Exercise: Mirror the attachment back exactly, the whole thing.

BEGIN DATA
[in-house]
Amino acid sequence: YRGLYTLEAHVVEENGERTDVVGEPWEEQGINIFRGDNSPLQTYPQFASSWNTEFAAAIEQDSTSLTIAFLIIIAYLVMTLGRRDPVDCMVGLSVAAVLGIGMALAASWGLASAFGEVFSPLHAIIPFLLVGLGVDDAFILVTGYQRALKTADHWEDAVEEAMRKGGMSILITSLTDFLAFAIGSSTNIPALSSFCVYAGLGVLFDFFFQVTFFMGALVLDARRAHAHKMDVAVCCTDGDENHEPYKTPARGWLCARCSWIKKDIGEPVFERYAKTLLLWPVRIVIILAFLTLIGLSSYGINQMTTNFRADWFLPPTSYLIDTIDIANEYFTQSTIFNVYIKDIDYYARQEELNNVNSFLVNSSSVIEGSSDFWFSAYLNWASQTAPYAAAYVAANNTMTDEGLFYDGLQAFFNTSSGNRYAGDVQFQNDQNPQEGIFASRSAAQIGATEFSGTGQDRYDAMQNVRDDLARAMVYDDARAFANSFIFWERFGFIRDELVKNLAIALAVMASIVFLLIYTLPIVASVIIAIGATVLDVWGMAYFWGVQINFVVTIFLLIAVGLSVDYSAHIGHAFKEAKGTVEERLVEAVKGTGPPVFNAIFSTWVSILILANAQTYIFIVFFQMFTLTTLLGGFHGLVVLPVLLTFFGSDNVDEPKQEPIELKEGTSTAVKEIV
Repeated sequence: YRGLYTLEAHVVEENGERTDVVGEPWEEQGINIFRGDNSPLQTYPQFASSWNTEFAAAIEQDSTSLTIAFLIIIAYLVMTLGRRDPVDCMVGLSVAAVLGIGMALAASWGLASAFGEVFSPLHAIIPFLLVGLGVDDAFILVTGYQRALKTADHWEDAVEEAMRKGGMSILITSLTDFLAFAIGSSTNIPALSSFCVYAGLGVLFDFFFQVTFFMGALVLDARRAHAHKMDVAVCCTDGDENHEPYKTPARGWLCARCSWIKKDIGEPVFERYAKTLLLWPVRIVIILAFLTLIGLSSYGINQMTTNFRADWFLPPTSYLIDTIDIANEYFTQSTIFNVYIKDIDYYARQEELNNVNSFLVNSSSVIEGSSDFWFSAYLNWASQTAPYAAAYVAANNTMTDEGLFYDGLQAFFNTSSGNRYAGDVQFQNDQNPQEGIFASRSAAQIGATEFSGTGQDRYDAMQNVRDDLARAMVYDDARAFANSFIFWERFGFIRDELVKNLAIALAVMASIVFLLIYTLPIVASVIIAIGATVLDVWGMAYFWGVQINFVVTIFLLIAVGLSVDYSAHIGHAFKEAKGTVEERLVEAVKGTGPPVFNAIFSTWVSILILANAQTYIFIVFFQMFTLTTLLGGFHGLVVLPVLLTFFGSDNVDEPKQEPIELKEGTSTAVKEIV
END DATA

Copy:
[in-house]
Amino acid sequence: YRGLYTLEAHVVEENGERTDVVGEPWEEQGINIFRGDNSPLQTYPQFASSWNTEFAAAIEQDSTSLTIAFLIIIAYLVMTLGRRDPVDCMVGLSVAAVLGIGMALAASWGLASAFGEVFSPLHAIIPFLLVGLGVDDAFILVTGYQRALKTADHWEDAVEEAMRKGGMSILITSLTDFLAFAIGSSTNIPALSSFCVYAGLGVLFDFFFQVTFFMGALVLDARRAHAHKMDVAVCCTDGDENHEPYKTPARGWLCARCSWIKKDIGEPVFERYAKTLLLWPVRIVIILAFLTLIGLSSYGINQMTTNFRADWFLPPTSYLIDTIDIANEYFTQSTIFNVYIKDIDYYARQEELNNVNSFLVNSSSVIEGSSDFWFSAYLNWASQTAPYAAAYVAANNTMTDEGLFYDGLQAFFNTSSGNRYAGDVQFQNDQNPQEGIFASRSAAQIGATEFSGTGQDRYDAMQNVRDDLARAMVYDDARAFANSFIFWERFGFIRDELVKNLAIALAVMASIVFLLIYTLPIVASVIIAIGATVLDVWGMAYFWGVQINFVVTIFLLIAVGLSVDYSAHIGHAFKEAKGTVEERLVEAVKGTGPPVFNAIFSTWVSILILANAQTYIFIVFFQMFTLTTLLGGFHGLVVLPVLLTFFGSDNVDEPKQEPIELKEGTSTAVKEIV
Repeated sequence: YRGLYTLEAHVVEENGERTDVVGEPWEEQGINIFRGDNSPLQTYPQFASSWNTEFAAAIEQDSTSLTIAFLIIIAYLVMTLGRRDPVDCMVGLSVAAVLGIGMALAASWGLASAFGEVFSPLHAIIPFLLVGLGVDDAFILVTGYQRALKTADHWEDAVEEAMRKGGMSILITSLTDFLAFAIGSSTNIPALSSFCVYAGLGVLFDFFFQVTFFMGALVLDARRAHAHKMDVAVCCTDGDENHEPYKTPARGWLCARCSWIKKDIGEPVFERYAKTLLLWPVRIVIILAFLTLIGLSSYGINQMTTNFRADWFLPPTSYLIDTIDIANEYFTQSTIFNVYIKDIDYYARQEELNNVNSFLVNSSSVIEGSSDFWFSAYLNWASQTAPYAAAYVAANNTMTDEGLFYDGLQAFFNTSSGNRYAGDVQFQNDQNPQEGIFASRSAAQIGATEFSGTGQDRYDAMQNVRDDLARAMVYDDARAFANSFIFWERFGFIRDELVKNLAIALAVMASIVFLLIYTLPIVASVIIAIGATVLDVWGMAYFWGVQINFVVTIFLLIAVGLSVDYSAHIGHAFKEAKGTVEERLVEAVKGTGPPVFNAIFSTWVSILILANAQTYIFIVFFQMFTLTTLLGGFHGLVVLPVLLTFFGSDNVDEPKQEPIELKEGTSTAVKEIV